TALK ABOUT GUTS!
The doctors told the family of Daren Dieter he would never be able to talk. They told them he would never be able to eat. They told him he could never be off a ventilator for more than a few minutes.
They underestimated the courage and determination of this young man who was shot four times in a senseless crime on Sept. 23, 2007, and rendered paralyzed from the neck down.
And certainly no one thought that Daren, a talented artist, would ever be able to go back to his art.
Wrong again. A recent painting of his is featured on the cover of the current Magee Rehabilitation Hospital calendar. He painted it holding the brush in his mouth.
He worked on his computer using a head-controlled mouse, which directed a beam at the keyboard on his computer screen.
In other words, Daren, although devastatingly wounded, made a life for himself. It ended with his death Tuesday night. He had just turned 29. He lived in East Oak Lane.
Daren was on a date that tragic night and he and his girlfriend had just picked up takeout food at 19th Street and Chelten Avenue, East Oak Lane, when they were accosted by Tyree Bohannon, who was nursing some kind of grudge.
Bohannon pleaded guilty to attempted murder and other charges and was sentenced to 15 to 30 years in prison. He presumably will now be charged with murder.
Daren was the adopted son of the city's consumer advocate, Lance Haver. His adopted mother, the former Lisa Brannan, is a retired teacher.
Daren displayed the spirit that would carry him through the next agonizing years when he was admitted to the Einstein Medical Center after the shooting. Somebody had to tell Daren, an outstanding track star in his school days, that he would never walk again.
His brother, Ramsey, accepted the task. He broke the news in Daren's hospital room. Daren, who could not talk at that point, could communicate only by nodding at letters his brother pointed to.
Ramsey came back to the family with Daren's reaction on a sheet of paper. It read, "Does this mean I'm going to be a genus."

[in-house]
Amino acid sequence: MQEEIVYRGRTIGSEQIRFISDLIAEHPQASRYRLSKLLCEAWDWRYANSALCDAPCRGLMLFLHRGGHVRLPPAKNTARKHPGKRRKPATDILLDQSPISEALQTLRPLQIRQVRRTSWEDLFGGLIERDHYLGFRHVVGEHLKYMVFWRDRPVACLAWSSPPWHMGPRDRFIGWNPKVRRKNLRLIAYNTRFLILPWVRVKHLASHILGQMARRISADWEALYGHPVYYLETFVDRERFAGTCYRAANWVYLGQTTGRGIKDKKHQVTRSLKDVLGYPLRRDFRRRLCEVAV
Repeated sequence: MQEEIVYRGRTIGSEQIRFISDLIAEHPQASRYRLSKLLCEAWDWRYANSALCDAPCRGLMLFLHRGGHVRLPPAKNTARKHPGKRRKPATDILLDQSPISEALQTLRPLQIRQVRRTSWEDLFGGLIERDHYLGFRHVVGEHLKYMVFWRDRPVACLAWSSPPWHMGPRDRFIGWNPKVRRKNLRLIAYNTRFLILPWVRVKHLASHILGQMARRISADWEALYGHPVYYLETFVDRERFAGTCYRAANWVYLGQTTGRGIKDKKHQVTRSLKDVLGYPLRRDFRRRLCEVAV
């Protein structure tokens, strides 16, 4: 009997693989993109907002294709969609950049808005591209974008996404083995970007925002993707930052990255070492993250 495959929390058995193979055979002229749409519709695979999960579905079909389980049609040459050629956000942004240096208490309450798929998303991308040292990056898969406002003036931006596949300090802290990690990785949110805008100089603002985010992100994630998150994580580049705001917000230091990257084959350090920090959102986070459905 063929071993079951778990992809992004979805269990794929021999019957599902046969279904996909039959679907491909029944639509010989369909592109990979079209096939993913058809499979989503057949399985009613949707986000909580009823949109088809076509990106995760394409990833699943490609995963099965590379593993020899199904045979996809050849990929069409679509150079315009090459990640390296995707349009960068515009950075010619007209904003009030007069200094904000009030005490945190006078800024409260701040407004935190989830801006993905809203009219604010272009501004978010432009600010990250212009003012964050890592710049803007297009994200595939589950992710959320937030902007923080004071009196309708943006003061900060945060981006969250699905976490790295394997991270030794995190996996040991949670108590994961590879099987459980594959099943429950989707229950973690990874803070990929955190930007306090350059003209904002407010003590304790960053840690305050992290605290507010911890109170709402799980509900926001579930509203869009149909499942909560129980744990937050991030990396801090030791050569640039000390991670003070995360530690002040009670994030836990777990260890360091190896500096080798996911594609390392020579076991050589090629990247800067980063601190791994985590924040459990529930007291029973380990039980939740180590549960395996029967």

Genus? What could that mean?
His mother, Lisa, said the family figured out that Daren, who had always been a terrible speller, meant "genius." And it finally occurred to the family that Daren was referring to Stephen Hawking, the genius physicist and cosmologist who is paralyzed with Lou Gehrig's disease.
Ramsey went back in the room and asked Daren if that was what he was referring to. Daren nodded.
"It was a most terrible time and we were laughing," his mother said. "We were amazed that he was paralyzed and making jokes."
From Einstein, Daren was transferred to Magee Rehabilitation Hospital, where much of his amazing progress took place.
It was there, too, that he returned to his art, first by spitting paint at the canvas, and then learning to paint with the brush in his mouth. An aide, Lori Tiberi, helped him with his art at Magee.
Daren also was able to stay off the ventilator for five hours, not the five to 10 minutes his doctors had predicted.
Most remarkable was that his speech was restored.
"He was always a talker," his mother said. "He was never one of those monosyllabic teenagers."
Daren also learned to operate his wheelchair with the "sip and puff" method. To go forward, he would puff into a tube connected to the wheelchair mechanism; to reverse, he would sip on the tube.
Using this method, he was able to navigate the Reading Terminal Market last week to buy food for the birthday party he was arranging for himself.
He went on Facebook and emailed invitations to friends, former track buddies from Central High School, fellow Magee patients, nurses and others who had had a part of the remarkable life of Daren Dieter.
"He was still a partyer," his mother said.
Daren was born to Lee and Carol Dieter. He and his brothers Ramsey and Brandon were adopted by the Havers when the Dieters were unable to care for them.
He graduated from Central High, where he was an outstanding runner on the track team, and also ran track when he went to the State University of New York at New Paltz, where he majored in visual arts.
He worked for a time in that field before the shooting.
Daren had an entrepreneurial spirit that led him to buy and sell computers on eBay shortly after he arrived home from Magee. He even hired a helper. He also ran a silk-screen business in the basement, making T-shirts, posters and the like.
Daren had just been accepted into an experimental program for spinal cord patients at Jefferson University, where his parents hoped he would be able to learn to move his arms and hands.
He had started the evaluation procedure when he died.